In the late 1910s and early 1920s, the American film industry experimented with variety of new and timely female types which in some way challenged the sexual status quo, including the bohemian feminist, the madcap, the baby vamp and the flapper. Whether drawn from the headlines, adapted from best-selling novels or hot Broadway plays, or created for the screen, these characters had the potential to generate both strong box office, and controversy and censorship.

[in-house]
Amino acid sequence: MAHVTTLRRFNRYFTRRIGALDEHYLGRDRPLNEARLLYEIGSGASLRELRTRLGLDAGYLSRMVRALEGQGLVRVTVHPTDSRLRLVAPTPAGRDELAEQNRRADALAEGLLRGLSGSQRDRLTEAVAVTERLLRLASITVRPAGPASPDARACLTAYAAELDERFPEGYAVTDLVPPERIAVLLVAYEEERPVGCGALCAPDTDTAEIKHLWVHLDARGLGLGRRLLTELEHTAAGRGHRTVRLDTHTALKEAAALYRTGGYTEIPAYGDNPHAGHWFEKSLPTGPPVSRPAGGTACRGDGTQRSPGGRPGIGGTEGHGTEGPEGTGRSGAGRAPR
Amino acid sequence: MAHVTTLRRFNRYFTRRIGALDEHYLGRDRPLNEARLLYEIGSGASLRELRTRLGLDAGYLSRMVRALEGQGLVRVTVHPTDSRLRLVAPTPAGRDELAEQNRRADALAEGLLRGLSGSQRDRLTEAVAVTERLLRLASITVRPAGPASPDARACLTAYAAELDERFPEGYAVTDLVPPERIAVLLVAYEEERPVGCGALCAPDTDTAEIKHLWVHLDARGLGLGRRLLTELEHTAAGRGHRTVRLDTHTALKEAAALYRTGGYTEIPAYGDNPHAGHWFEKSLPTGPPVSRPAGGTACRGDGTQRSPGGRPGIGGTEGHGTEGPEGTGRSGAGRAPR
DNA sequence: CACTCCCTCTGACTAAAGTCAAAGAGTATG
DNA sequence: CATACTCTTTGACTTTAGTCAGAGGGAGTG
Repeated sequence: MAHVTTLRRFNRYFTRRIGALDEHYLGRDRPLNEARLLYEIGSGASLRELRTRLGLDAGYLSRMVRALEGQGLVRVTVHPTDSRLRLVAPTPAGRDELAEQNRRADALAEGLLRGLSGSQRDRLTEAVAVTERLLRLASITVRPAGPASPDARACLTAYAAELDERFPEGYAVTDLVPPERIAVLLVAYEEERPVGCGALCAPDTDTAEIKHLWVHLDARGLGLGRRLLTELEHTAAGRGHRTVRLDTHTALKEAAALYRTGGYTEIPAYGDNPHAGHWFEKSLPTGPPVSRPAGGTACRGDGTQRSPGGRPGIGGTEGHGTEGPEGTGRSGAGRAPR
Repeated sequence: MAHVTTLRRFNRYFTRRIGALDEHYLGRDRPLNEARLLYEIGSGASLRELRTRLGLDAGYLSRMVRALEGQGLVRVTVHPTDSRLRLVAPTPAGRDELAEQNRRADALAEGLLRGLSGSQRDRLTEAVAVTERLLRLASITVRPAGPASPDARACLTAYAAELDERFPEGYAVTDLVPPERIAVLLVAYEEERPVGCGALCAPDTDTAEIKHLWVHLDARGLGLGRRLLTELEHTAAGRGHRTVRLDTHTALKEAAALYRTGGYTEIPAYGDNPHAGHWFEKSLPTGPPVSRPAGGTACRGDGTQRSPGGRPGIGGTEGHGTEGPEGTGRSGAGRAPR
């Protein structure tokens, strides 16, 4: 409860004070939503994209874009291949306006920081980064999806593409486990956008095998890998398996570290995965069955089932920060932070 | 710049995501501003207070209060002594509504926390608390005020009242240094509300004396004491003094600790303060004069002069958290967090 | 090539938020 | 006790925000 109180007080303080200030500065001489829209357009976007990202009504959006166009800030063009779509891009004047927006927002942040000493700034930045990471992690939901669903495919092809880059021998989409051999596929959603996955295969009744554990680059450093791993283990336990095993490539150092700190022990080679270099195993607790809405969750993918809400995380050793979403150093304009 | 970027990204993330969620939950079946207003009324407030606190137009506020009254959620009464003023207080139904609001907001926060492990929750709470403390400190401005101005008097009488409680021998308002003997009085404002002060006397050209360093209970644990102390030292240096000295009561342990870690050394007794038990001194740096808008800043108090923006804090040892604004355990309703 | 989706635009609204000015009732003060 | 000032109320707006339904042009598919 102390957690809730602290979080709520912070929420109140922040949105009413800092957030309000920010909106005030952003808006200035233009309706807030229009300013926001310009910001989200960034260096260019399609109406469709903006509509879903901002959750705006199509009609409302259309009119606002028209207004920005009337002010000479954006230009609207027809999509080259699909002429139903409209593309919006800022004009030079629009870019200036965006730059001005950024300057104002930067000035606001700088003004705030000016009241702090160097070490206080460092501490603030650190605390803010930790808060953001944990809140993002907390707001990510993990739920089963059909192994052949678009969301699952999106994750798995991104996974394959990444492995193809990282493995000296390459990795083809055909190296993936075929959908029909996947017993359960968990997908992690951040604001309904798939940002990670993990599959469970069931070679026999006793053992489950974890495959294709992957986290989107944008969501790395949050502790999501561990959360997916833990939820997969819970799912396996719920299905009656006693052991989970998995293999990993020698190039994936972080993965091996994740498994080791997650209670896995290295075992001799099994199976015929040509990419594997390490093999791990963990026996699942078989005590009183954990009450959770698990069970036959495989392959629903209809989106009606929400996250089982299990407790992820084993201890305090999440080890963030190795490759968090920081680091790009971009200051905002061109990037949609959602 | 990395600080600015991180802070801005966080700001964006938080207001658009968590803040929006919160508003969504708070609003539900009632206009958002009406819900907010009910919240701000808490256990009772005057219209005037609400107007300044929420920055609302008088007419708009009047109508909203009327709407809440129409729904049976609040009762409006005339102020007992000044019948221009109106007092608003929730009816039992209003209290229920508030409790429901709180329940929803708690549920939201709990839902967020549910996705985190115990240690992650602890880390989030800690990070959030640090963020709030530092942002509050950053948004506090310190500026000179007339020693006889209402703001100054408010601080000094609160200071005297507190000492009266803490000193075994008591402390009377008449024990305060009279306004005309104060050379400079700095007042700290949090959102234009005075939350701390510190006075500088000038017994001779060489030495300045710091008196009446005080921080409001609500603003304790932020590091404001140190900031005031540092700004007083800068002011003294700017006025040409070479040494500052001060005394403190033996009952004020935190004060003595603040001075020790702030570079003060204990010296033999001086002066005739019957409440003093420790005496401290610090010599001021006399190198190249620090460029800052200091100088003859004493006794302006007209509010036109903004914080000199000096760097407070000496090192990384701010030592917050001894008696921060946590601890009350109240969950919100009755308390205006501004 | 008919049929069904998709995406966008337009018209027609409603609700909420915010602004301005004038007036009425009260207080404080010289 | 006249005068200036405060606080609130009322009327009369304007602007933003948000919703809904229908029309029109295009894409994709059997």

Ross, Sara. "'Good Little Bad Girls': Controversy and the Flapper Comedienne." Film History 13.4 (2001): 409-423.